Denis Saurat understood then that the two young officers in his vision had a mission of surveillance over the passages of the troops as far as the Naab, to the East of which, in all probability, other officers would take over.

He had therefore witnessed, in his vision, in 1939, a scene which had unfolded in 1808…


Denis Saurat reports this vision, in all its details, in one of his most fascinating books entitled:  L’Experience de l’Au-dela.  He was very interested in dreams;  not for their Freudian signification, nor for their interpretation through any sort of “key to dreams”, but in dreams as images of the future or the past perceived during sleep.


In this case, it was a sort of waking dream.  At the moment when Denis Saurat saw the scene that he recounted, he was in that intermediate state between waking and sleeping, where it is enough to just close one’s eyes to see images forming.  It’s a sort of little cinema that everyone knows and of which we usually only conserve a vague memory, or even, very often, no memory at all…


Denis Saurat’s vision seems to have been particularly long.  The people who studied this case generally think that the exceptional length of this vision could have been due to the febrile state of the writer.  We have said that he was in bed, with the ‘flu and a high temperature.  This fever could have made the vision more precise, clearer and more stable.  For he had the time to look attentively at the map and to fix its important details in his memory.


The Naab and its affluents.

Thinking that he may have seen the map on a previous occasion, he did some research on it.  Knowing that he had learnt Geography from a Vidal-Lablache atlas, he looked for this book and noticed that the course of the Naab is only just indicated, without its affluents…  Which is the case in most school atlases.  And pupils are hardly able to remember the Naab after having studied the Danube basin…  Denis Saurat had never had before his eyes any detailed map of this part of Germany.  It must therefore be concluded that, on this January morning in 1939, for inexplicable reasons, (a)  he had a precise vision of an object – in this case, a map of Germany’s South;  (b)  he had witnessed a scene connected to an historical context of which he knew nothing and which he was able to reconstitute by investigating it…  Which necessarily leads to this conclusion:  that an image of the past, surging from we don’t know where, appeared in front of his half-closed eyes, one feverish evening…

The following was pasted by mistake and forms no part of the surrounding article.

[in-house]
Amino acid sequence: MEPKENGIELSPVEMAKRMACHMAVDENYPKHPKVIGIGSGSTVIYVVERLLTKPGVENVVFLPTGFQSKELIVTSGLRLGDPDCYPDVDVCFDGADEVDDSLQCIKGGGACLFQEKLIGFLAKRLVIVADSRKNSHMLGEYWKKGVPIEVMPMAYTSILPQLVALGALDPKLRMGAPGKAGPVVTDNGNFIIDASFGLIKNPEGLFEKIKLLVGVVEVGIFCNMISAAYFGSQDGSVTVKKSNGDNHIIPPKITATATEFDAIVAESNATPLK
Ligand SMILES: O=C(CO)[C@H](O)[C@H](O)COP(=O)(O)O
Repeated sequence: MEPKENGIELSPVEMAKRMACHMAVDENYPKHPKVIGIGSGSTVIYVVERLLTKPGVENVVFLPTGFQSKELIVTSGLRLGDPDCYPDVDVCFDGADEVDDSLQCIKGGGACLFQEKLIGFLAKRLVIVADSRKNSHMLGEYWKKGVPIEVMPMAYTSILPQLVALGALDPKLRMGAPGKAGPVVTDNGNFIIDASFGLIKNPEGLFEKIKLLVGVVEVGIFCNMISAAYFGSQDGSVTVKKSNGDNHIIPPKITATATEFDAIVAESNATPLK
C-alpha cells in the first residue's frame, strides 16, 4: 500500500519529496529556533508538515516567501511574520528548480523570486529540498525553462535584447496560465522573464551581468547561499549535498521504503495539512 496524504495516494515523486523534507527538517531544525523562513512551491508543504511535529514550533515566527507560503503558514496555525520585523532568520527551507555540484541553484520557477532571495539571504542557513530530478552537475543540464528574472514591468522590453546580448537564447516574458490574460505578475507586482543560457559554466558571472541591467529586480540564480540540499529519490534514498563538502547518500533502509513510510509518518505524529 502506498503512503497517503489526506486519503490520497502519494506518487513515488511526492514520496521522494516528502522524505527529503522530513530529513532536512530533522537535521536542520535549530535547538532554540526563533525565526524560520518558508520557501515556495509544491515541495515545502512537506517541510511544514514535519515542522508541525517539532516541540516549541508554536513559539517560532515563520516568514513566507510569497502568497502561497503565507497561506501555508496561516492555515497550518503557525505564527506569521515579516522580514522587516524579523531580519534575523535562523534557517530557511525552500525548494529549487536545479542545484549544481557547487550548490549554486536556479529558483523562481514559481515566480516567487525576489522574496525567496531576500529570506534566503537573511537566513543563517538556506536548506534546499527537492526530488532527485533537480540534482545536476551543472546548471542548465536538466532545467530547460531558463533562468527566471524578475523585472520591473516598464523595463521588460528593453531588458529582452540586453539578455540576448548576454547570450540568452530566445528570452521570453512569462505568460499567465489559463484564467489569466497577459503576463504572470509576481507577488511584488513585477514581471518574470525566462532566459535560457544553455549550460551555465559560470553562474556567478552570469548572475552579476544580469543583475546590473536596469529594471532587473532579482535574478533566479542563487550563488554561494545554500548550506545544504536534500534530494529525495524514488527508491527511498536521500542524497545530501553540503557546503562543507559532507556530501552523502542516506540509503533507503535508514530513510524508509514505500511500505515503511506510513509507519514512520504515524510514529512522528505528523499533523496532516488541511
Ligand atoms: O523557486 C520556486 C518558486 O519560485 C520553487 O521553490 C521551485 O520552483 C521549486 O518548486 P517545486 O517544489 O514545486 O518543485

Certain biologists think that our genes are able to channel information, and possibly images, from the past…  This could be an explanation.  If this is true, some of our dreams could be retained as documents…  One day, perhaps, we will know how to see, sort, capture and use the millions and millions of images coming from the depths of the ages, which are sleeping inside us, and to which we attach no importance.  As Jung said,

“the History of the world is perhaps written in our memory”…


There is another hypothesis emitted by American psychiatrists who have studied this case:  it’s that Denis Saurat had been one of the two officers in a former life…  His vision would then be only a memory of a moment lived by him in 1808.  Eminent scholars like Ian Stevenson, Professor of Psychiatry at the University of Virginia, devote their careers to the exploration of the possibilities of reincarnation, and a “must-read” is the remarkable work by Isola Pisani, Mourir n’est pas mourir [Dying is not dying], on Mrs Grant-Kelsey and Doctor Kelsey who cure, in Pangbourne, in Berkshire, sixty kilometres from London, illnesses caused by a trauma suffered during a preceding life.  Dr Kelsey discovered that most psychoses and neuroses come from unconscious memories of past existences, and he evolved from this a revolutionary therapeutic method.  To put his clients into contact with images of their preceding lives, he uses hypnosis.  It could be thought that Denis Saurat found himself placed by fever in a state of consciousness close to that into which Dr Kelsey’s patients enter… 


%d bloggers like this: